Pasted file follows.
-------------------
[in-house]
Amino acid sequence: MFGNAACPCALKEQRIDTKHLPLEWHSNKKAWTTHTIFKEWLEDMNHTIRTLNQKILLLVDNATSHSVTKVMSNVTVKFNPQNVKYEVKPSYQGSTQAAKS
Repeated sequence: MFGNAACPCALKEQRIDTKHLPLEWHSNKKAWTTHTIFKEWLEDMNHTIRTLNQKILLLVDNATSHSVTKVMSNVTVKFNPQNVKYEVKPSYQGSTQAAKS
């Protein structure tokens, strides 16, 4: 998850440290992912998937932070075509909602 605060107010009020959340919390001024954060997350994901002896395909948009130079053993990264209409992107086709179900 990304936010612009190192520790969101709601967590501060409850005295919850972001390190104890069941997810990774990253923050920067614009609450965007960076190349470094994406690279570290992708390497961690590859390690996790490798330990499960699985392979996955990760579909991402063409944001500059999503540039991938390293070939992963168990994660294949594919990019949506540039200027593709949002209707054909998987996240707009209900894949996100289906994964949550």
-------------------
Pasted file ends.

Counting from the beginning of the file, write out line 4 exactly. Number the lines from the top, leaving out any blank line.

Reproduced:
């Protein structure tokens, strides 16, 4: 998850440290992912998937932070075509909602 605060107010009020959340919390001024954060997350994901002896395909948009130079053993990264209409992107086709179900 990304936010612009190192520790969101709601967590501060409850005295919850972001390190104890069941997810990774990253923050920067614009609450965007960076190349470094994406690279570290992708390497961690590859390690996790490798330990499960699985392979996955990760579909991402063409944001500059999503540039991938390293070939992963168990994660294949594919990019949506540039200027593709949002209707054909998987996240707009209900894949996100289906994964949550």